It's advisable to wear safety glasses and protective gloves,when using this type of sharpener to avoid the risk of injury from flying metal chain shavings.
Electric Chainsaw Sharpener
These tools are portable hand-held tools that do not need to be plugged in to the wall. Electric grinders can be taken to the location where you are working and can usually be connected up to the 12v battery on your car or work van with the attached cables and clips or by using a plug connected to your cigarette lighter socket.
These devices have adjustable gauge are much quicker at sharpening than hand files but it is recommended that the chainsaw be secured to avoid the risk of injury and damage. They usually come with several sharpening stones and good examples of this type of device include the Oregon Electric Sure Sharp portable sharpener and the STIHL 12 Volt Saw Chain Grinder/Sharpener.
Bench Chainsaw Sharpener
This piece of equipment is a stationary grinder which gives you the quickest - and usually the best - results when it comes to getting a chain sharpened to perfection. Electric wall-mounted bench top sharpeners cannot be taken away from home to where you are using a chainsaw, but they are real precision machines which do a fantastic job and they are also provide a great way to sharpen multiple chains quickly and easily - they are a great choice for amateurs who just use their chainsaw around their garden and also professionals who need to keep a range of chainsaws in tip top condition.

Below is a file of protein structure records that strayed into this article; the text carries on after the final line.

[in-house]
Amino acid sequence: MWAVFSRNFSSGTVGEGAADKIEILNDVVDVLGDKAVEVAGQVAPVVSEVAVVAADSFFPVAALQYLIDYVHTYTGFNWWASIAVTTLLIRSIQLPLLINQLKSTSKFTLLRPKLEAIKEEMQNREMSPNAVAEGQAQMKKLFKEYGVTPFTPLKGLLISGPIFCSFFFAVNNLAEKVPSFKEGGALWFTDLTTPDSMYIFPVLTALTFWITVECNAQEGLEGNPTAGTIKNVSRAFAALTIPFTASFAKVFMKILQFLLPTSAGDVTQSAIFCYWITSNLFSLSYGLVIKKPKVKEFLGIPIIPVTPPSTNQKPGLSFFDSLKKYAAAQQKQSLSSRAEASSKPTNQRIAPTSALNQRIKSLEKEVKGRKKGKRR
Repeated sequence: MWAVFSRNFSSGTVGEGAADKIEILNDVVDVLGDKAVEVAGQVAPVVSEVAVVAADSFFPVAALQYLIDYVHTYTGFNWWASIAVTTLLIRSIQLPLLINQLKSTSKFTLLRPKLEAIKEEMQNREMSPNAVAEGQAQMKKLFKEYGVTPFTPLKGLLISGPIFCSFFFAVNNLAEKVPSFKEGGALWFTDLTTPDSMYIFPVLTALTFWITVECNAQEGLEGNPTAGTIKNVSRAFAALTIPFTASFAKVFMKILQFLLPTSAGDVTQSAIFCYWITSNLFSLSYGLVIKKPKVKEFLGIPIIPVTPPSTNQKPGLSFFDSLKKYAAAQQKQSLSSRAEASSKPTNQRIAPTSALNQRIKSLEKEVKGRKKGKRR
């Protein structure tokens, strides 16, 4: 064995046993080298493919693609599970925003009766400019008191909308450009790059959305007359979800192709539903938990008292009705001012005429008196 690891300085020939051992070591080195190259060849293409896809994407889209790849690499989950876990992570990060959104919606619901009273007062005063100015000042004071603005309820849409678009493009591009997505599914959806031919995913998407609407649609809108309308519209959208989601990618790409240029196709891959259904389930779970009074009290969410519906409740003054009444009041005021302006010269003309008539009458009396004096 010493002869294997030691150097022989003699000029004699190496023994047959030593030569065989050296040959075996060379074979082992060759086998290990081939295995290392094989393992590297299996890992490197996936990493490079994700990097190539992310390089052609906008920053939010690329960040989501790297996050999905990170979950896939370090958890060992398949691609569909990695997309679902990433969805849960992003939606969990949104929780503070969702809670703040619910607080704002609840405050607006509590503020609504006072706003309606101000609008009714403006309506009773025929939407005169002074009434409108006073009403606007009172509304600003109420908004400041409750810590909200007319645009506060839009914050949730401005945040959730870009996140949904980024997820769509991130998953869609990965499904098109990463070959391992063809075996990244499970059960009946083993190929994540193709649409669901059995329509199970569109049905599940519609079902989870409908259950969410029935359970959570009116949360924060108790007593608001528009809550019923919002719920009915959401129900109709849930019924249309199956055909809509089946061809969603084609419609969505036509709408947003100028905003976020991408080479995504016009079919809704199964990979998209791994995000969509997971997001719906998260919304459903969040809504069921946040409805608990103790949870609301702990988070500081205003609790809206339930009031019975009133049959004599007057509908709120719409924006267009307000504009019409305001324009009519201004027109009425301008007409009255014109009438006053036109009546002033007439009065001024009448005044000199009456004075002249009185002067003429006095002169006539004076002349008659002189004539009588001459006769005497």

Bench and wall-mount sharpeners are more expensive than most other options, but they are a great investment if you do a lot of sharpening and want top quality results. They allow for precision adjustment of angles and sharpening depths and are the best way to keep your saw teeth in prime condition.
These sharpeners have small motors and use an abrasive disk or grinding stone wheel to do the actual sharpening. These are, without a doubt, the best solution if you desire speed and accuracy. Look out for for models which have a good fan and aluminium fins to maintain a cool running motor. An adjustable vice is also essential for clamping all types of chains.
A good quality bench sharpener will also have good chain-centering capability. It is easy to adjust more expensive devices to deal with full chisel, chipper, and semi-chisel chains from a quarter inch to three quarter inch pitch chain.